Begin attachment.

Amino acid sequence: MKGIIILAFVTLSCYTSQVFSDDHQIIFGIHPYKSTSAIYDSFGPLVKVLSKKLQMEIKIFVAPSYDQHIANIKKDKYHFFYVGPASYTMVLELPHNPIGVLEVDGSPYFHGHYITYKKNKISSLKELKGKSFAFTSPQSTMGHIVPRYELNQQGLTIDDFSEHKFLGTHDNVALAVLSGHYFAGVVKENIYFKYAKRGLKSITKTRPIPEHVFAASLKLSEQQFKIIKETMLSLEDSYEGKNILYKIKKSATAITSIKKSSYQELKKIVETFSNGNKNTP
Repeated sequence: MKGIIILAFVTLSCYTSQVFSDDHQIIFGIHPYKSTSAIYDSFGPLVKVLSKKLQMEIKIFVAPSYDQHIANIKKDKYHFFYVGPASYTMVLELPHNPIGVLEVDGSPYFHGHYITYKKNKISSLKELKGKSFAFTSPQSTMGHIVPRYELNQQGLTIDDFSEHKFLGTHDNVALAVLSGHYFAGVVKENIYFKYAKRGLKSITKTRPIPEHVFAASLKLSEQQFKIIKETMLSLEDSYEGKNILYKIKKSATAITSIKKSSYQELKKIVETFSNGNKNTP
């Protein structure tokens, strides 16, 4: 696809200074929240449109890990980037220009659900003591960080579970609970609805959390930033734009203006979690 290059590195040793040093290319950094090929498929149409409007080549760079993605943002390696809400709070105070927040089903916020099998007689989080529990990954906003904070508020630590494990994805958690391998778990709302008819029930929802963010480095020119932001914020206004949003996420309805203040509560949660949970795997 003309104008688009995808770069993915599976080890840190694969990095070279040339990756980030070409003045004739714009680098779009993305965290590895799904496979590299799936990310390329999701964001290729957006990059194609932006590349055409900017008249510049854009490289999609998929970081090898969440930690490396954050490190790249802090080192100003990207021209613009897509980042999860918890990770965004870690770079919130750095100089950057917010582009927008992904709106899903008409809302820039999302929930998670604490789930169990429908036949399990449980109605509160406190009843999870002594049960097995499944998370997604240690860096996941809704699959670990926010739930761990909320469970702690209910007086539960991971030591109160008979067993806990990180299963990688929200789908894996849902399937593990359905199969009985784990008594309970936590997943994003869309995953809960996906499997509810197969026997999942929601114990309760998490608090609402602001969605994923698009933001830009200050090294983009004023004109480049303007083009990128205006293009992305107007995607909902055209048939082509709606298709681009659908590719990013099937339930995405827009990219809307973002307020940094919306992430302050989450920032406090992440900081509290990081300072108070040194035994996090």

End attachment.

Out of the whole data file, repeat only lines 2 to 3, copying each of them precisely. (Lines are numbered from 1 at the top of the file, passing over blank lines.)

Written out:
Repeated sequence: MKGIIILAFVTLSCYTSQVFSDDHQIIFGIHPYKSTSAIYDSFGPLVKVLSKKLQMEIKIFVAPSYDQHIANIKKDKYHFFYVGPASYTMVLELPHNPIGVLEVDGSPYFHGHYITYKKNKISSLKELKGKSFAFTSPQSTMGHIVPRYELNQQGLTIDDFSEHKFLGTHDNVALAVLSGHYFAGVVKENIYFKYAKRGLKSITKTRPIPEHVFAASLKLSEQQFKIIKETMLSLEDSYEGKNILYKIKKSATAITSIKKSSYQELKKIVETFSNGNKNTP
């Protein structure tokens, strides 16, 4: 696809200074929240449109890990980037220009659900003591960080579970609970609805959390930033734009203006979690 290059590195040793040093290319950094090929498929149409409007080549760079993605943002390696809400709070105070927040089903916020099998007689989080529990990954906003904070508020630590494990994805958690391998778990709302008819029930929802963010480095020119932001914020206004949003996420309805203040509560949660949970795997 003309104008688009995808770069993915599976080890840190694969990095070279040339990756980030070409003045004739714009680098779009993305965290590895799904496979590299799936990310390329999701964001290729957006990059194609932006590349055409900017008249510049854009490289999609998929970081090898969440930690490396954050490190790249802090080192100003990207021209613009897509980042999860918890990770965004870690770079919130750095100089950057917010582009927008992904709106899903008409809302820039999302929930998670604490789930169990429908036949399990449980109605509160406190009843999870002594049960097995499944998370997604240690860096996941809704699959670990926010739930761990909320469970702690209910007086539960991971030591109160008979067993806990990180299963990688929200789908894996849902399937593990359905199969009985784990008594309970936590997943994003869309995953809960996906499997509810197969026997999942929601114990309760998490608090609402602001969605994923698009933001830009200050090294983009004023004109480049303007083009990128205006293009992305107007995607909902055209048939082509709606298709681009659908590719990013099937339930995405827009990219809307973002307020940094919306992430302050989450920032406090992440900081509290990081300072108070040194035994996090």